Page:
This book explores Puritanism and its continuing influence on U.S. and military law in the Global War on Terror, exploring connections between Puritanism and notions of responsibility in relation to military crimes, superstitious practices within the military, and urges for revenge. Engaging with the work of figures such as Durkheim, Fauconnet and Weber, it draws on primary data gathered through participation and observation at the U.S. Army courts-martial following events at Abu Ghraib, Operation Iron Triangle, the Baghdad canal killings and a war crimes case in Afghanistan, to show how Puritan cultural habits color and shape both American military actions and the ways in which these actions are perceived by the American public. A theoretically sophisticated examination of the cultural tendencies that shape military conduct and justice in the context of a contemporary global conflict, The Puritan Culture of America’s Military will appeal to scholars across the social sciences with interests in social theory and sociology, cultural studies, politics and international relations and military studies.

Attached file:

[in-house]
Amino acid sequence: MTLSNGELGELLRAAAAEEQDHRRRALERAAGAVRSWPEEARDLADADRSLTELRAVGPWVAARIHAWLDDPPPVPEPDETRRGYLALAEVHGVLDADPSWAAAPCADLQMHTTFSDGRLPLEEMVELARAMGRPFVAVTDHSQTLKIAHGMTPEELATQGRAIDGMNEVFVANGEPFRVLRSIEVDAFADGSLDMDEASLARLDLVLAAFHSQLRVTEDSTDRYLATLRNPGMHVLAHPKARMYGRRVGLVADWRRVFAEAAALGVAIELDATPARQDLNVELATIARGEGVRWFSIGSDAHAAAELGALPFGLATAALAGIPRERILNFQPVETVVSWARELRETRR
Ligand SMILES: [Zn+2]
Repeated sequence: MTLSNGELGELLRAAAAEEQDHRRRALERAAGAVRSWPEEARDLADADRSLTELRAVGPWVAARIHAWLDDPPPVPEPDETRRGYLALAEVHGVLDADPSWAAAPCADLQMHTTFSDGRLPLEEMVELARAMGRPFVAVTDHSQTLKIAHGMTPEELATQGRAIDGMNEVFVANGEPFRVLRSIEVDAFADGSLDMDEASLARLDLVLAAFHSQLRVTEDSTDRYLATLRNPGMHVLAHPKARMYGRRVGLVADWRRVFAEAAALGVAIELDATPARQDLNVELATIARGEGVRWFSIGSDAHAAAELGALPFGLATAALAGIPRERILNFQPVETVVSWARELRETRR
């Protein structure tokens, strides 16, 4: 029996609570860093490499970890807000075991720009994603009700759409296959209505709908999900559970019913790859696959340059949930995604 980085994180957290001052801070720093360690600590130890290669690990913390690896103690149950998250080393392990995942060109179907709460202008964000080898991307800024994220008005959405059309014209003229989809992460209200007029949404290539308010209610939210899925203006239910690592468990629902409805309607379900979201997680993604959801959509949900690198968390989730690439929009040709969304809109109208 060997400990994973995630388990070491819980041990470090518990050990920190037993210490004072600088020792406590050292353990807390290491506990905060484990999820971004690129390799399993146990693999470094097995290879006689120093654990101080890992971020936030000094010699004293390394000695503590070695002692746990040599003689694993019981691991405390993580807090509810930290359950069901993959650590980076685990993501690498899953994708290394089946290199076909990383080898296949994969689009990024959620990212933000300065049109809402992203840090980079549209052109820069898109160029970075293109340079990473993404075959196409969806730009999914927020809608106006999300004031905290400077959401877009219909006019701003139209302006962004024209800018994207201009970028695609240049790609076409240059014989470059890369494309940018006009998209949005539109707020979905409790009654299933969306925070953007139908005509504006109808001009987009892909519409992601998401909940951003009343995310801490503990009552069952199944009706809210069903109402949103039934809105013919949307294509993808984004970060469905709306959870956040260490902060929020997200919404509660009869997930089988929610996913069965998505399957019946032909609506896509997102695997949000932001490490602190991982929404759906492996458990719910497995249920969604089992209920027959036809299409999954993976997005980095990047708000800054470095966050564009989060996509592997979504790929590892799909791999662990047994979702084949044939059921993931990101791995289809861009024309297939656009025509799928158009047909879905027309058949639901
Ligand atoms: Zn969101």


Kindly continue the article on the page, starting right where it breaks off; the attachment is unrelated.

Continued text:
Ronald Lorenzo teaches sociology at Blinn College, USA.
’Ronald Lorenzo has written a stimulating and innovative study of the ideological roots of war crimes and their punishment in the contemporary U.S. military. Readers will be rewarded by a deeper understanding of a complex and difficult issue.’ James J. Weingartner, Professor Emeritus, Southern Illinois University, USA ’Ronald Lorenzo offers the reader an interesting empirical study of the irrationalities of the supposedly rational U.S. Army courts-martial. It is well-informed by a variety of sociological theories and it offers a range of suggestions to reform the system. The timely examples from Iraq and Afghanistan are analyzed from timeless theoretical perspectives.’ George Ritzer, University of Maryland, USA ’... The book examines four sets of war crimes: Abu Ghraib, Operation Iron Triangle, the Baghdad canal killings, and a set of killings in Afghanistan. Lorenzo effectively shows that the US military legal system, emphasizing discipline over justice, operates as a McDonaldized rationalization machine ... A thoughtful, well-referenced addition to social theory, crime and deviance, and military sociology collections. Highly recommended.’ Choice